Dr. Benjamin Rush, (1745-1813) physician and Penn Professor. Image Source
Penn Medicine and the Afterlives of Slavery Project (PMAS) investigates how undergraduate medical students, both past and present, are taught to think about the role of race in medicine.
PMAS documents and analyzes how medical students were trained to think about race historically, specifically at Penn. As the first medical school in the nation, and as a premier generator of medical knowledge that circulated across the nation and around the world. Pen trained a large number of southern physicians whose medical ideas abut race were influenced by enslavement. Similarly, Penn professors, including Dr. Benjamin Rush, themselves taught medical theories about biological racial differences that were shaped by enslavement. These antiquated assumptions of biological racial difference continue to persist among present-day medical students, as demonstrated by this University of Virginia Study. These ideas, infused with implicit racial bias, have propagated to the current day. Some variants of these ideas are still taught and reinforced in the course curricula of undergraduate medical education.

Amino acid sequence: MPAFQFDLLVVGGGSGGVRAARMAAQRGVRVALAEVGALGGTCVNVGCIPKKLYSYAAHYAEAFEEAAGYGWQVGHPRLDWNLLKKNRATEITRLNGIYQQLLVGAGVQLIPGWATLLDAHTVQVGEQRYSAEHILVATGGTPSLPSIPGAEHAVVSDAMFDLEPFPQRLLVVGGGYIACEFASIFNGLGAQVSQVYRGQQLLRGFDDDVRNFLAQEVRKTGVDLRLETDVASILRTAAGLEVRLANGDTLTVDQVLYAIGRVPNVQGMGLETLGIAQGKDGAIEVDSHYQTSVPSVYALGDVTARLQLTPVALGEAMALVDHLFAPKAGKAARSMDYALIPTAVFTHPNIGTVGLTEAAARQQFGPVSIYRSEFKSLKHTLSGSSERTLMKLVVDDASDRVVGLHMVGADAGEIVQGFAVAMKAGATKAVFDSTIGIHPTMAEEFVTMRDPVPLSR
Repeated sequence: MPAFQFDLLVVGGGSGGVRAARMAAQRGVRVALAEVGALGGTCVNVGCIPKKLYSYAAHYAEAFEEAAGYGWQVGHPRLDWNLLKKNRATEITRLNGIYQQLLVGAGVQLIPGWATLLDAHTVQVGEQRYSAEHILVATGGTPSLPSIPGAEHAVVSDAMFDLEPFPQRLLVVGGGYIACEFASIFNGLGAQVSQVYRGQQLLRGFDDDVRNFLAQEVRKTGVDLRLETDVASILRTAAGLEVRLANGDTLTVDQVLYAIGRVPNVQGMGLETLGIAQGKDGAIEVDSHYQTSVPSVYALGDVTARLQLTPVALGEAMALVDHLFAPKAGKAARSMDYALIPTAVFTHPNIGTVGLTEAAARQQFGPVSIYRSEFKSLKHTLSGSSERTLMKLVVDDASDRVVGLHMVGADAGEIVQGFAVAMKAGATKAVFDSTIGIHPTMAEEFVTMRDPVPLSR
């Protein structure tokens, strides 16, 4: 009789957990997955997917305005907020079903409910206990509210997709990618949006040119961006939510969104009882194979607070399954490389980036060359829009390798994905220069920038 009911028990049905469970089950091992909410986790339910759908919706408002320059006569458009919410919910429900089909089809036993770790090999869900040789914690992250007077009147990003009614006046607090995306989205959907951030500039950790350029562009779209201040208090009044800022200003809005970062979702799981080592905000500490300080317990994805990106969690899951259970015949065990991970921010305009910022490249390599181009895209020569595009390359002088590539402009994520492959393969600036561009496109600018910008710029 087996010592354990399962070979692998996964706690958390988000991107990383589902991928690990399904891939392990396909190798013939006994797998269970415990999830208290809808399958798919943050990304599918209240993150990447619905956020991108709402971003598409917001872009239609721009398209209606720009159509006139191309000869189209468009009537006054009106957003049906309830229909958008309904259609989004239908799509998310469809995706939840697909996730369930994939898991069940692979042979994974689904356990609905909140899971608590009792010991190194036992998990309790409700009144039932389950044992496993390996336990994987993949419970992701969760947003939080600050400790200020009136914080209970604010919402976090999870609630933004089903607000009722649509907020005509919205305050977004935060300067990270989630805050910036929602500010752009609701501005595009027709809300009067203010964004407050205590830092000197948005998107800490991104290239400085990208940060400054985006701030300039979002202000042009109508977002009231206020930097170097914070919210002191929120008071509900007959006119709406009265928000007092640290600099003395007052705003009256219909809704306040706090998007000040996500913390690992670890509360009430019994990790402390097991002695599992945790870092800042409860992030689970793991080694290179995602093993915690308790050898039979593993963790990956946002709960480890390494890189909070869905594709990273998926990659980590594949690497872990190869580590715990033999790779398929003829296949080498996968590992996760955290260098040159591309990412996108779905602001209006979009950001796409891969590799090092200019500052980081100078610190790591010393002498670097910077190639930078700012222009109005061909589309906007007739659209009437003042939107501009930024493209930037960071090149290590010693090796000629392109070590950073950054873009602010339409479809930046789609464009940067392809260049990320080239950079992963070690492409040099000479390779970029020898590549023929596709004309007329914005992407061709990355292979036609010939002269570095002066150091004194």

Our goal is to reshape medical education at the University of Pennsylvania Perelman School of Medicine (PSOM) and beyond by creating social justice-informed medical curricula that use race critically and in an evidence-based way to train the next generation of race-conscious physicians. PMAS supports the ongoing efforts of Penn medical students leading this endeavor. Expanding beyond Penn, PMAS will offer recommendations to medical schools on how best to identify and dispel antiquated racialized assumptions in medical curricula.
OUR WORK @PENN
Christopher Willoughby, Visiting Postdoctoral Fellow, "How Penn Professors Racialized American Anatomy: A Brief History"